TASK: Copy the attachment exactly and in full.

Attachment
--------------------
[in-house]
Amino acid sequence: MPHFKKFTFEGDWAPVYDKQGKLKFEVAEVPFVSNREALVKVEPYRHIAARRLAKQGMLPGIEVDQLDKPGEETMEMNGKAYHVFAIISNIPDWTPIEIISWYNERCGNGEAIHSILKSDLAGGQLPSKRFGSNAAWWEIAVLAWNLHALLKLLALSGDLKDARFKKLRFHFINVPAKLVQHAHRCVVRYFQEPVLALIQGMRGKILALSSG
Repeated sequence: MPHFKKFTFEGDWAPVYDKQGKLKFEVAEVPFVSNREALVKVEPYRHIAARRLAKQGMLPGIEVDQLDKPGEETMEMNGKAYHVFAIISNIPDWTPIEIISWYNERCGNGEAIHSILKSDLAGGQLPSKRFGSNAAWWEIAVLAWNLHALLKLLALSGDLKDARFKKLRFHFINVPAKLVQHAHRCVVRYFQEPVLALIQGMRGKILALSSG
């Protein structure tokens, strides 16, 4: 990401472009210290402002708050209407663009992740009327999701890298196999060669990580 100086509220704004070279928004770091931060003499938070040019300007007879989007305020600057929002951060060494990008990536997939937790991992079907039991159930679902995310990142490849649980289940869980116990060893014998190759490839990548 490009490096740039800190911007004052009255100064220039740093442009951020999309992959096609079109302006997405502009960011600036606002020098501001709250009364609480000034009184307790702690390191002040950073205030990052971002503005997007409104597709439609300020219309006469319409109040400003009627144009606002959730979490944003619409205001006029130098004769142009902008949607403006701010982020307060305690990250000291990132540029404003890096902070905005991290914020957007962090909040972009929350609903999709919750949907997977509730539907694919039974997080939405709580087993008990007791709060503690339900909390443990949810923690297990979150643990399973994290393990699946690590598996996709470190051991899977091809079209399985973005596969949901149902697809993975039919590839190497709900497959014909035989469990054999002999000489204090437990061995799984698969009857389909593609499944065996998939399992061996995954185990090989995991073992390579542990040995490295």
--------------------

[in-house]
Amino acid sequence: MPHFKKFTFEGDWAPVYDKQGKLKFEVAEVPFVSNREALVKVEPYRHIAARRLAKQGMLPGIEVDQLDKPGEETMEMNGKAYHVFAIISNIPDWTPIEIISWYNERCGNGEAIHSILKSDLAGGQLPSKRFGSNAAWWEIAVLAWNLHALLKLLALSGDLKDARFKKLRFHFINVPAKLVQHAHRCVVRYFQEPVLALIQGMRGKILALSSG
Repeated sequence: MPHFKKFTFEGDWAPVYDKQGKLKFEVAEVPFVSNREALVKVEPYRHIAARRLAKQGMLPGIEVDQLDKPGEETMEMNGKAYHVFAIISNIPDWTPIEIISWYNERCGNGEAIHSILKSDLAGGQLPSKRFGSNAAWWEIAVLAWNLHALLKLLALSGDLKDARFKKLRFHFINVPAKLVQHAHRCVVRYFQEPVLALIQGMRGKILALSSG
């Protein structure tokens, strides 16, 4: 990401472009210290402002708050209407663009992740009327999701890298196999060669990580 100086509220704004070279928004770091931060003499938070040019300007007879989007305020600057929002951060060494990008990536997939937790991992079907039991159930679902995310990142490849649980289940869980116990060893014998190759490839990548 490009490096740039800190911007004052009255100064220039740093442009951020999309992959096609079109302006997405502009960011600036606002020098501001709250009364609480000034009184307790702690390191002040950073205030990052971002503005997007409104597709439609300020219309006469319409109040400003009627144009606002959730979490944003619409205001006029130098004769142009902008949607403006701010982020307060305690990250000291990132540029404003890096902070905005991290914020957007962090909040972009929350609903999709919750949907997977509730539907694919039974997080939405709580087993008990007791709060503690339900909390443990949810923690297990979150643990399973994290393990699946690590598996996709470190051991899977091809079209399985973005596969949901149902697809993975039919590839190497709900497959014909035989469990054999002999000489204090437990061995799984698969009857389909593609499944065996998939399992061996995954185990090989995991073992390579542990040995490295």